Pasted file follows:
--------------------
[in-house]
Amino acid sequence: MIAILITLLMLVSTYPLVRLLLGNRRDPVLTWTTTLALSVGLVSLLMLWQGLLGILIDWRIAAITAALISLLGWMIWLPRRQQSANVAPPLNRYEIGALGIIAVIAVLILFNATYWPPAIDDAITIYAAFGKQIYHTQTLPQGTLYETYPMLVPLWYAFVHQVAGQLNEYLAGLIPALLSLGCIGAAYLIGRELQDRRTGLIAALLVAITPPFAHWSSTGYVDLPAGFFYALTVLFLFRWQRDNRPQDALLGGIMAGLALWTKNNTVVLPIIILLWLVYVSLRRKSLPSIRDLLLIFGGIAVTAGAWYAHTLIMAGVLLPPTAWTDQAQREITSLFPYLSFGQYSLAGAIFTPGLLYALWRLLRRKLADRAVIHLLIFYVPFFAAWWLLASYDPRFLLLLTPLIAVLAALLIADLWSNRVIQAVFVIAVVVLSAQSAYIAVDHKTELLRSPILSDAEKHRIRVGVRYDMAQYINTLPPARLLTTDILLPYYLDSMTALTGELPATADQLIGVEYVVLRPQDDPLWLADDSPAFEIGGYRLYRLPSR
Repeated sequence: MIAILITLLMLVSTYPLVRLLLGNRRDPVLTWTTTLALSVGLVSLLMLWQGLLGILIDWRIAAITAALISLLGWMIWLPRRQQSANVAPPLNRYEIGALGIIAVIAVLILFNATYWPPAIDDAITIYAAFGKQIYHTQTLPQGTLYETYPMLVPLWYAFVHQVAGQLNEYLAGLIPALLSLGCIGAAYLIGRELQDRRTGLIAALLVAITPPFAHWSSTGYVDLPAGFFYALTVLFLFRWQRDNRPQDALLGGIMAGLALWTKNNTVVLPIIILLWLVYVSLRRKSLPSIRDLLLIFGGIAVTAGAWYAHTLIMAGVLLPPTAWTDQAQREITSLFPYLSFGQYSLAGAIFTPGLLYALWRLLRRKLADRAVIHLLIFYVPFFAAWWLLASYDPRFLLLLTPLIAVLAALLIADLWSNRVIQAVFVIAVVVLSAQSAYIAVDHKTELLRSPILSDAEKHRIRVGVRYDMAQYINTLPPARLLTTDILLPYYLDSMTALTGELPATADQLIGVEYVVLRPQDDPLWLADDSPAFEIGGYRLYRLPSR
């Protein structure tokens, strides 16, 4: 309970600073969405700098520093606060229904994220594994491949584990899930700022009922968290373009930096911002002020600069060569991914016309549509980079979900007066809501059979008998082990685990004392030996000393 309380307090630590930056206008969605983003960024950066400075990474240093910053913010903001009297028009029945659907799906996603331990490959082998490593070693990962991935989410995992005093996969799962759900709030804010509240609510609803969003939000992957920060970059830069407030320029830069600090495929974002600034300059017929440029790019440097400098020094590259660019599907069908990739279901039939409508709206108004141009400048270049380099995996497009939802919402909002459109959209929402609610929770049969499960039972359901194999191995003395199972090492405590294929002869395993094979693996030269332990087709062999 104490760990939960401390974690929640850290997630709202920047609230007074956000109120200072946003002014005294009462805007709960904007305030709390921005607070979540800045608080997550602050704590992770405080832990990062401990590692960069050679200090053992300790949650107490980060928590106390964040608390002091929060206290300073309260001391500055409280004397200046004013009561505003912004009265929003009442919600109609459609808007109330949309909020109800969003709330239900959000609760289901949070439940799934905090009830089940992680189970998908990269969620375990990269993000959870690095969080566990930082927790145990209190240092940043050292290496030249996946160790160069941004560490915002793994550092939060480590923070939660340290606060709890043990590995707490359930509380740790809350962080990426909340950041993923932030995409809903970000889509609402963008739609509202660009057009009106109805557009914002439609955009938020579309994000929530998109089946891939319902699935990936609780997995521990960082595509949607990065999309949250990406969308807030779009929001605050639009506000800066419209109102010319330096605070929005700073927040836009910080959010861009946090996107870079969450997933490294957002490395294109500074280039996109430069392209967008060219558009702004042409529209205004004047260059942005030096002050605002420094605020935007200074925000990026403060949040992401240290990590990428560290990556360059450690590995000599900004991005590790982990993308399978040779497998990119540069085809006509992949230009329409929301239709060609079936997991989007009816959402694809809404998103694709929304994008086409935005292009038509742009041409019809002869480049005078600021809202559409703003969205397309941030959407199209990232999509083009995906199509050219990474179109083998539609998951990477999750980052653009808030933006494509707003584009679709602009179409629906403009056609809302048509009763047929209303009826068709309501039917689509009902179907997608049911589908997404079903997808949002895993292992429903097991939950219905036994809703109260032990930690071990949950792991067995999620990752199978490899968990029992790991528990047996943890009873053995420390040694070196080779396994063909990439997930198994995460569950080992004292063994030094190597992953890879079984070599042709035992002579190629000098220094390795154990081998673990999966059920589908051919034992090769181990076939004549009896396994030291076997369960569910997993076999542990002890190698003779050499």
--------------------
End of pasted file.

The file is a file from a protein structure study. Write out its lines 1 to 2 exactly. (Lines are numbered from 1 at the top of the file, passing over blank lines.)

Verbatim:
[in-house]
Amino acid sequence: MIAILITLLMLVSTYPLVRLLLGNRRDPVLTWTTTLALSVGLVSLLMLWQGLLGILIDWRIAAITAALISLLGWMIWLPRRQQSANVAPPLNRYEIGALGIIAVIAVLILFNATYWPPAIDDAITIYAAFGKQIYHTQTLPQGTLYETYPMLVPLWYAFVHQVAGQLNEYLAGLIPALLSLGCIGAAYLIGRELQDRRTGLIAALLVAITPPFAHWSSTGYVDLPAGFFYALTVLFLFRWQRDNRPQDALLGGIMAGLALWTKNNTVVLPIIILLWLVYVSLRRKSLPSIRDLLLIFGGIAVTAGAWYAHTLIMAGVLLPPTAWTDQAQREITSLFPYLSFGQYSLAGAIFTPGLLYALWRLLRRKLADRAVIHLLIFYVPFFAAWWLLASYDPRFLLLLTPLIAVLAALLIADLWSNRVIQAVFVIAVVVLSAQSAYIAVDHKTELLRSPILSDAEKHRIRVGVRYDMAQYINTLPPARLLTTDILLPYYLDSMTALTGELPATADQLIGVEYVVLRPQDDPLWLADDSPAFEIGGYRLYRLPSR